How the Brain Responds to Viewing Human Faces

Researchers analyzed the brains of neurosurgical patients

A group of US researchers was recently able to discover a new type of response to human faces that forms in the human brain when individuals see other people's face. This response was not analyzed before, and researchers say that these results may lead to a better understanding of the brain.

Analyzing the way the brain lights up when it perceives a face is very important towards understanding why we are able to recognize friends from foes at a single glance. We also have the ability to tell who is sad and who is happy, which is also no mean feat.

Neuroscientists at the California Institute of Technology (Caltech), the Huntington Memorial Hospital and the Cedars-Sinai Medical Center, in Los Angeles, were interested in precisely these aspects when they decided to investigate them in detail.

Details of their investigation appear in the latest issue of the esteemed scientific journal Current Biology. Its main conclusion is that a certain type of neurons in the brain becomes highly active when perceiving a full face, but only slightly so when they see only a portion of the same face.

This amazing neuron population is located in the amygdala, a portion of the brain that has been known to code for emotions. It also plays a role in controlling our fears, as well as the body's innate fight-or-flight response.

“The finding really surprised us. Here you have neurons that respond well to seeing pictures of whole faces, but when you show them only parts of faces, they actually respond less and less the more of the face you show. That just seems counterintuitive,” Ueli Rutishauser explains.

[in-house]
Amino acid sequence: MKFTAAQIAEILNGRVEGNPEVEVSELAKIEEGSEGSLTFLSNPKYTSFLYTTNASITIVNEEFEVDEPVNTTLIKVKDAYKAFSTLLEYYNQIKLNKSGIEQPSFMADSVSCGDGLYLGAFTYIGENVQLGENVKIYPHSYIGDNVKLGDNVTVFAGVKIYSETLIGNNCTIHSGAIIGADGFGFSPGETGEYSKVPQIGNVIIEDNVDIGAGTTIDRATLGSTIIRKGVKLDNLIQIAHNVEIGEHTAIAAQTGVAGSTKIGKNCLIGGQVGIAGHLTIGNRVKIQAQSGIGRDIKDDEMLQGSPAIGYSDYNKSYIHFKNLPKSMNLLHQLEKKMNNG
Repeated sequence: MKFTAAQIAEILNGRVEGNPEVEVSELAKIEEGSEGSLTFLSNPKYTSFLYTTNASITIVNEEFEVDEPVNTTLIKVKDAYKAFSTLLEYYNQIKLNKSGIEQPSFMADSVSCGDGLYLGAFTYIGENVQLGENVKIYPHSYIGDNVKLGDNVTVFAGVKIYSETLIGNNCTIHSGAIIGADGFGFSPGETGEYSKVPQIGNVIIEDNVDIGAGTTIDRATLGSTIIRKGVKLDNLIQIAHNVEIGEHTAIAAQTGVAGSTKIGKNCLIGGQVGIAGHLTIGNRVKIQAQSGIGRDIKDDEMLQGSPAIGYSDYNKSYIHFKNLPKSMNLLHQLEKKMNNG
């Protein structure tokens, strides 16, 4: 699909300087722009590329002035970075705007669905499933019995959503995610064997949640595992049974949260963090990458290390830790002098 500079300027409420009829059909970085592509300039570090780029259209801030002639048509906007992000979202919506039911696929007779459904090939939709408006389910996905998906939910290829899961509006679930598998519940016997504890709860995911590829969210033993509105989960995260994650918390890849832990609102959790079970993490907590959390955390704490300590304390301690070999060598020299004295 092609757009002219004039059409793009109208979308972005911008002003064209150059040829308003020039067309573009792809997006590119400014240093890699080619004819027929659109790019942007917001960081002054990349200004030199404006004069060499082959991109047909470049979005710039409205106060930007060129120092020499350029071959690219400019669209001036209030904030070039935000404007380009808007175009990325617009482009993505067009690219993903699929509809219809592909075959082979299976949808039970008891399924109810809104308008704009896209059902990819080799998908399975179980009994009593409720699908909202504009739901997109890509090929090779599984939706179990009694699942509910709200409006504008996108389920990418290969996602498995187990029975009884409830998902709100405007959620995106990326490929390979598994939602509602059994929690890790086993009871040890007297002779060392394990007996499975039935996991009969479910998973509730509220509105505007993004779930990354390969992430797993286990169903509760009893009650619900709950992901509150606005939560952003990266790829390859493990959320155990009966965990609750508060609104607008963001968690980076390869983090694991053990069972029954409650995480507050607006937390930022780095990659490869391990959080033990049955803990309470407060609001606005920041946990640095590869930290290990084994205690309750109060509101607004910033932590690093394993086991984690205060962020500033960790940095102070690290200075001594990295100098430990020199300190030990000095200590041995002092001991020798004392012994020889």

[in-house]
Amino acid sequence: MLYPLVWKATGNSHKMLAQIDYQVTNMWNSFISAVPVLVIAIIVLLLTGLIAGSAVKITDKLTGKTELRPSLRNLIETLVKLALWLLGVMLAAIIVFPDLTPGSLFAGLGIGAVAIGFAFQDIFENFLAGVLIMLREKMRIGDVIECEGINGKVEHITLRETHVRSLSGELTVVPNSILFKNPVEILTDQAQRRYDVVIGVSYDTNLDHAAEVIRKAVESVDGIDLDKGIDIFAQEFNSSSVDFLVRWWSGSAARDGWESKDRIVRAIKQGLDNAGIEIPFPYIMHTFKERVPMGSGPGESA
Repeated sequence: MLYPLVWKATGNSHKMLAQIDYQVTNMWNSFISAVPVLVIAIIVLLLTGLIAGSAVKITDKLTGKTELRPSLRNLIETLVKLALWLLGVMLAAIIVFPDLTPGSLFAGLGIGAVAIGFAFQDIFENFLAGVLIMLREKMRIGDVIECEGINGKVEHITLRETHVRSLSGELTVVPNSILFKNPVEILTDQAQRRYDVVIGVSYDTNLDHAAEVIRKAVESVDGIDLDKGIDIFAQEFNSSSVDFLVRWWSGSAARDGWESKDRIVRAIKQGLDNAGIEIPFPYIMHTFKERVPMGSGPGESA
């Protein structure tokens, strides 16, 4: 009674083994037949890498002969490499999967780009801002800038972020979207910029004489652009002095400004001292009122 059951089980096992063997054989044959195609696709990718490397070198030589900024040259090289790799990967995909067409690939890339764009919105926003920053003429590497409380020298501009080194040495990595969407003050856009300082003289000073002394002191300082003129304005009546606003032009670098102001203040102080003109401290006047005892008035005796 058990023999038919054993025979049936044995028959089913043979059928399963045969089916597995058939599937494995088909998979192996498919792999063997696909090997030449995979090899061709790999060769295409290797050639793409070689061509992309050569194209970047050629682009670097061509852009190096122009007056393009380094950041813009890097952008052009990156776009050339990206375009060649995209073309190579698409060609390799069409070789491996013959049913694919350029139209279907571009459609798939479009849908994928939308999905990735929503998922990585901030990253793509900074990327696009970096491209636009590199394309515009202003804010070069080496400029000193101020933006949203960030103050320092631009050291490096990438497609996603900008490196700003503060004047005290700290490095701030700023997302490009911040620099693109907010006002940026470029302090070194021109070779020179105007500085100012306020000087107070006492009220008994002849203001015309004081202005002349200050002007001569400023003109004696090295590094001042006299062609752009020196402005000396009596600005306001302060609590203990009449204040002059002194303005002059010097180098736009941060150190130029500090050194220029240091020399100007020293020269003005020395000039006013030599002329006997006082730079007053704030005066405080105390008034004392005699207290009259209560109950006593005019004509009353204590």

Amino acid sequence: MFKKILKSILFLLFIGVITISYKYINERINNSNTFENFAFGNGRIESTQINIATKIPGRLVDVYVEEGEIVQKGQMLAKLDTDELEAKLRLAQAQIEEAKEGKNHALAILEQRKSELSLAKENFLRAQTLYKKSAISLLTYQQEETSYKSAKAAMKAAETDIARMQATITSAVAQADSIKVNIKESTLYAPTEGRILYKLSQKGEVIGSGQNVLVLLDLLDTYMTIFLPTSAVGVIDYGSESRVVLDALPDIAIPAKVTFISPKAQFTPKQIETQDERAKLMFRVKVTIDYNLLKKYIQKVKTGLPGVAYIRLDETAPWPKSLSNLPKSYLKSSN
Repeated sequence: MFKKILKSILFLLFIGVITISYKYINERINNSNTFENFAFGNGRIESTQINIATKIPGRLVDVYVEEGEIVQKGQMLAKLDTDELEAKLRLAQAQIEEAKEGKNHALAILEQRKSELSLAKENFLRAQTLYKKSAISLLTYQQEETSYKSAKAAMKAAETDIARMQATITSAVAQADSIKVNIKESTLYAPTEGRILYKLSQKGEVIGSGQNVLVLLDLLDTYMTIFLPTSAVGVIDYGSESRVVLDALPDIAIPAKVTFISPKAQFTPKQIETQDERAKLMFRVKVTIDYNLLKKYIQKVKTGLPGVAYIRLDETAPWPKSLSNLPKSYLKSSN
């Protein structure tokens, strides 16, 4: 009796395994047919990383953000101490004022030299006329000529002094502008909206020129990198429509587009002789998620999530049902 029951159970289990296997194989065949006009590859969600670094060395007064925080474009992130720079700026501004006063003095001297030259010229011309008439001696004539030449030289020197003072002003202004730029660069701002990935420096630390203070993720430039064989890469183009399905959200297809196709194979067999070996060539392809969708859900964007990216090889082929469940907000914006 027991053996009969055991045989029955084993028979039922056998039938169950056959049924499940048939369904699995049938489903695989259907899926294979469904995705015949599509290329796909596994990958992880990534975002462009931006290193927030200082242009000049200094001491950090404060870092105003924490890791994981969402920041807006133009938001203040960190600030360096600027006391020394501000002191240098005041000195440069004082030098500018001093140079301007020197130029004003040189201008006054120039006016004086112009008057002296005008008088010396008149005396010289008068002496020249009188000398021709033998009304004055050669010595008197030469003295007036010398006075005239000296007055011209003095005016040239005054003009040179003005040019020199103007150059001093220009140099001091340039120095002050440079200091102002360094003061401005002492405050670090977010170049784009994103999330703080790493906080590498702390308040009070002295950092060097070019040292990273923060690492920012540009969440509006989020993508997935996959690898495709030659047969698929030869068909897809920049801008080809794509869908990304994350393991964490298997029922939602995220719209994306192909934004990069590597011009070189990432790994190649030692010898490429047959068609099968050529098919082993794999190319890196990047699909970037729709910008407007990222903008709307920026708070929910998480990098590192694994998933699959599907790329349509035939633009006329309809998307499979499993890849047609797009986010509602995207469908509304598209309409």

The research scientist was a Caltech postdoctoral fellow, and is now visiting the Institute's Division of Biology. He is also the first author of the new paper. The expert says that the study supports the idea that the amygdala is more complex than thought.

A growing body of evidence is showing that this region of the brain is heavily involved in processing and learning a wide variety of social cues, such as hand gestures and faces. What is new in this study are the evidences brought to show that amygdala neurons are selective to full faces only.

“Our interpretation of this initially puzzling effect is that the brain cares about representing the entire face, and needs to be highly sensitive to anything wrong with the face, like a part missing,” Caltech Bren professor of psychology and neuroscience and biology Ralph Adolphs adds.

“This is probably an important mechanism to ensure that we do not mistake one person for another and to help us keep track of many individuals,” concludes the expert, who was also the senior author on the new study.

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